Project Workforce

by
The Project Workforce is a blog about managing projects and forecasting capacity with today’s remote, home-based, globally dispersed and project-focused workforce. I also share some of the stories and challenges we at Tenrox and our customers face as we go about doing our project work.

About this Blog

RSS

Recent Posts

Large software company playbook

Memo: How to Lose a Client in 10 Days

Certified Professional Caulker

The Cloud Hyperventilation

Ten Major Trends for 2011 and How They Impact Professional Services and Project Delivery

Memo: How to Lose a Client in 10 Days

Categories: Management Approaches

Here is brief memo I sent to our services team about the importance of communication and feedback.

The single biggest problem in communication is the illusion that it has taken place. - George Bernard Shaw

How to lose a client in 10 days:

  • Forwarding an email to someone else without even reading it
  • Forwarding an issue to more than one person (hoping someone fixes it)
  • Not setting reminders, not following up on critical important tasks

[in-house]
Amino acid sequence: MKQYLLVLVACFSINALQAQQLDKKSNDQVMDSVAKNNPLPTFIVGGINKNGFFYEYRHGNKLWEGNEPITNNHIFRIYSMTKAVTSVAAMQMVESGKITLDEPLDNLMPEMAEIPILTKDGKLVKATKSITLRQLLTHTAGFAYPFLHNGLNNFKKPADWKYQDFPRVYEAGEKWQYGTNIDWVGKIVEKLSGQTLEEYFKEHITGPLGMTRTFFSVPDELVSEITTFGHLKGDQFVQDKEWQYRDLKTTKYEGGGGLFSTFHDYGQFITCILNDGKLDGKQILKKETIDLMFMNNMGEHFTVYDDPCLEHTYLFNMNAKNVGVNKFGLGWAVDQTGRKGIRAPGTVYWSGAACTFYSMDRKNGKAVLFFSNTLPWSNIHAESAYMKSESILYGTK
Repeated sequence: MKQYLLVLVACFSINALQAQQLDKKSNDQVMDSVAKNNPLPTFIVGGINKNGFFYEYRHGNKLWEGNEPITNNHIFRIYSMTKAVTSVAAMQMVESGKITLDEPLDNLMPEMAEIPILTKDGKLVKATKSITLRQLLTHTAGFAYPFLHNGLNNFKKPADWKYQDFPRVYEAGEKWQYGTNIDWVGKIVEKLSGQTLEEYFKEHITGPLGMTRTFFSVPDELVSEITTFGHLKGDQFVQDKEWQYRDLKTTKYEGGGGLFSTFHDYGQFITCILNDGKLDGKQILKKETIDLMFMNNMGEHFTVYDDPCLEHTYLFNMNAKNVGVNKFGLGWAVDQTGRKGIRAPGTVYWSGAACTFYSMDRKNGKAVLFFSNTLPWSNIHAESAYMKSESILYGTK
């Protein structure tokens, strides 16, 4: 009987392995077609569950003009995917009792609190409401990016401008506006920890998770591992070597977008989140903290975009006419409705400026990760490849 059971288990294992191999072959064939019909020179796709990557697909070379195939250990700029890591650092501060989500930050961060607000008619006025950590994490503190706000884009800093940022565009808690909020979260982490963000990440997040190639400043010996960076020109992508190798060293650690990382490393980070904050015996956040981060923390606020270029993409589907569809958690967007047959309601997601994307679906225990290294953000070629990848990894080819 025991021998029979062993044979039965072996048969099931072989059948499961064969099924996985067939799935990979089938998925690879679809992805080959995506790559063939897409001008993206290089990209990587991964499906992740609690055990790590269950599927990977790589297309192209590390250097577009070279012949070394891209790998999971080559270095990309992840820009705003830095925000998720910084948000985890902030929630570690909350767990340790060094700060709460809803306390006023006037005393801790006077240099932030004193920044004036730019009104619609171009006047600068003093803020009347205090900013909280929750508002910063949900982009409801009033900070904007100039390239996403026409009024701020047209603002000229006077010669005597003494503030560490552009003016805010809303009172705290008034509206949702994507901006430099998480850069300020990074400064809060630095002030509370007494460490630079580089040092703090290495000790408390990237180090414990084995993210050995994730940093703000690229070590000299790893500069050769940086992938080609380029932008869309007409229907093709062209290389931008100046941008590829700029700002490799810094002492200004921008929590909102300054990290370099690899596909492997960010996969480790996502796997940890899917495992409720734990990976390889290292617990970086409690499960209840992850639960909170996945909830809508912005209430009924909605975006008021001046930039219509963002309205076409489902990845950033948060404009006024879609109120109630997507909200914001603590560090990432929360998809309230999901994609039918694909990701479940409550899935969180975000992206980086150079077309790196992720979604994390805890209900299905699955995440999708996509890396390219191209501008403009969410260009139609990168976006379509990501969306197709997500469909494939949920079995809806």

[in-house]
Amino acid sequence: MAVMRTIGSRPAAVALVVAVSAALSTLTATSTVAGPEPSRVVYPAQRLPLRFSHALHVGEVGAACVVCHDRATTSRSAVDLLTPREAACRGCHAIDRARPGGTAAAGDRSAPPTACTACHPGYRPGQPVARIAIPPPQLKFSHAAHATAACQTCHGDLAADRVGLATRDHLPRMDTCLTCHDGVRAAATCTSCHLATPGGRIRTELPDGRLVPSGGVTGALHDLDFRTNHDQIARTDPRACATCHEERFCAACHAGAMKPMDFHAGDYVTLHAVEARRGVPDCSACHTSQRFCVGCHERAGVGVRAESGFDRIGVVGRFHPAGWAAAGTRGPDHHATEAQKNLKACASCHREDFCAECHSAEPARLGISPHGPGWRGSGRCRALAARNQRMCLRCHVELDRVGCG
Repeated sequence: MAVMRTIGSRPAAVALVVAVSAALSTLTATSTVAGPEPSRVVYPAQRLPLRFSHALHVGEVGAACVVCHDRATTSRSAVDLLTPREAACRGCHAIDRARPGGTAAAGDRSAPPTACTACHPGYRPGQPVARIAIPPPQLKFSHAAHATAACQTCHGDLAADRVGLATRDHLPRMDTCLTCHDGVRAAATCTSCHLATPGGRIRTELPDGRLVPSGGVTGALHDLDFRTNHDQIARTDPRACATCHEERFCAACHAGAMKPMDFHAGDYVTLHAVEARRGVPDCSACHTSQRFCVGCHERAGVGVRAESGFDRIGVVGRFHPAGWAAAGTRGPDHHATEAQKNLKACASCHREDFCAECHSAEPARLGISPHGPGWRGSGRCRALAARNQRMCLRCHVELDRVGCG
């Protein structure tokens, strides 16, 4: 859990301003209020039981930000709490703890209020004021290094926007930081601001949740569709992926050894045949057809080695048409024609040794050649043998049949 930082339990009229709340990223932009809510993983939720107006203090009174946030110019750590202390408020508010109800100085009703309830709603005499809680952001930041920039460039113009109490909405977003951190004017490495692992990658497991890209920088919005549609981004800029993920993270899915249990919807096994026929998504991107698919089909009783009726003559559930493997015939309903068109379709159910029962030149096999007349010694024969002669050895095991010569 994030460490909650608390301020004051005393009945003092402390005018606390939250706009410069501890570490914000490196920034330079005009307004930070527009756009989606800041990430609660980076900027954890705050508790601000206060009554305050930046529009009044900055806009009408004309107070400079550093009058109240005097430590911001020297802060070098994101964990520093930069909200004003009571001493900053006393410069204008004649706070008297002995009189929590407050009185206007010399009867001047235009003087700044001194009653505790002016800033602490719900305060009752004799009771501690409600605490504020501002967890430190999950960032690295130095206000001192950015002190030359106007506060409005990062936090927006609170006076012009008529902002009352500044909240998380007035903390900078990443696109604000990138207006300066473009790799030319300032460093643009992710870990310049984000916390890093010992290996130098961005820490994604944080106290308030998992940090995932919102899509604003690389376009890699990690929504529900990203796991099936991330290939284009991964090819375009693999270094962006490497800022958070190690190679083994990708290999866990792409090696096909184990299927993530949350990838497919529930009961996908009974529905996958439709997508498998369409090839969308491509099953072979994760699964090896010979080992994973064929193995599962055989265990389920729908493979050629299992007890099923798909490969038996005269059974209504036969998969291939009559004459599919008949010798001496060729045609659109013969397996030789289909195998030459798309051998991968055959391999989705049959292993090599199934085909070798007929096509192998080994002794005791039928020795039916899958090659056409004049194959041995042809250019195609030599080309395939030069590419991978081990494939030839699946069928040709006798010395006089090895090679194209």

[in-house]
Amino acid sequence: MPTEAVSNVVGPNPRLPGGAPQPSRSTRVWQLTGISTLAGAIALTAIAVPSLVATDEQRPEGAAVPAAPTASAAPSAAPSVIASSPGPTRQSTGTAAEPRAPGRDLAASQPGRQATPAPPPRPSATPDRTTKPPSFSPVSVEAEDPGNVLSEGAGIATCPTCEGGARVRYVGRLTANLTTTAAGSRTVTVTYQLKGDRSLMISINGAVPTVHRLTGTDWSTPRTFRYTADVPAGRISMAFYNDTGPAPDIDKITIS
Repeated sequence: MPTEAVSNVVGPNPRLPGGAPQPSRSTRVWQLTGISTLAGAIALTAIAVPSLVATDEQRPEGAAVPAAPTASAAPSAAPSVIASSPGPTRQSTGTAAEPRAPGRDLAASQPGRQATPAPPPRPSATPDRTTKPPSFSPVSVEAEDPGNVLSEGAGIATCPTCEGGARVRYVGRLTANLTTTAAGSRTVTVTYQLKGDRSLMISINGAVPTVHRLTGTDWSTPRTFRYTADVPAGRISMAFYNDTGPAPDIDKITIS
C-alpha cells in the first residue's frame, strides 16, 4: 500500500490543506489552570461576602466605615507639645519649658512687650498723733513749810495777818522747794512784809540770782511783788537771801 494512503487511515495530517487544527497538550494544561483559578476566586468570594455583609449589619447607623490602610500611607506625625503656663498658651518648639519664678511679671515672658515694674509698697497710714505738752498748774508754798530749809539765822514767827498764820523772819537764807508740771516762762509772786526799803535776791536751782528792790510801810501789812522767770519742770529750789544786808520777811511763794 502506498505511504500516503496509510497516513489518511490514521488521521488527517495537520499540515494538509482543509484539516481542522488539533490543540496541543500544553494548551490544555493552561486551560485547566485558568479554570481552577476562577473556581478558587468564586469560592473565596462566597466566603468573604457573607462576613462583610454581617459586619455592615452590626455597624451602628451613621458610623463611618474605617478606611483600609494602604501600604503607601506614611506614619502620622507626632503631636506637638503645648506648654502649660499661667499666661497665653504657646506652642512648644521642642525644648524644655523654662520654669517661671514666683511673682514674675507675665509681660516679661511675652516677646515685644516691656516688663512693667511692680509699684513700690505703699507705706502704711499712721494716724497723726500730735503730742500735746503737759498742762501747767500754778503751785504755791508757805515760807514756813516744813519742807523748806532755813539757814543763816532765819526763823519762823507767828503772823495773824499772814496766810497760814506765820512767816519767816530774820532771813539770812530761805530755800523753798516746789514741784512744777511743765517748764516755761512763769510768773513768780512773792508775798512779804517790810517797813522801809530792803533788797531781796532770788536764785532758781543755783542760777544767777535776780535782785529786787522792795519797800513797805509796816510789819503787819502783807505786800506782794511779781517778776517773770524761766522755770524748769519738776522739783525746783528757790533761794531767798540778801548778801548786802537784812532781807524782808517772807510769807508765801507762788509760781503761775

• Not communicating with others, even just to give a status update if issue remains unresolved/task not yet completed
  • Not getting back quickly to whoever (inside or outside) you are working with
Posted on: December 16, 2010 02:14 PM | Permalink | Comments (0)

Ten Major Trends for 2011 and How They Impact Professional Services and Project Delivery

As the year end approaches we all become prognosticator of all prognosticators. I ran into Jim Carroll, a bonafide futurist, in one of my trips and he inspired me to write this article for PS Village. He got me thinking about what are the trends for 2011 and how they will affect enterprise software, project and service delivery and cloud-based technologies, all of the stuff we work and live with everyday.  I started with Jim Carroll’s 2011 trends and wondered how these trends will impact our world.

Posted on: November 24, 2010 11:19 AM | Permalink | Comments (0)
ADVERTISEMENTS

I hope, when they die, cartoon characters have to answer for their sins.

- Jack Handey

ADVERTISEMENT

Sponsors

Vendor Events

See all Vendor Events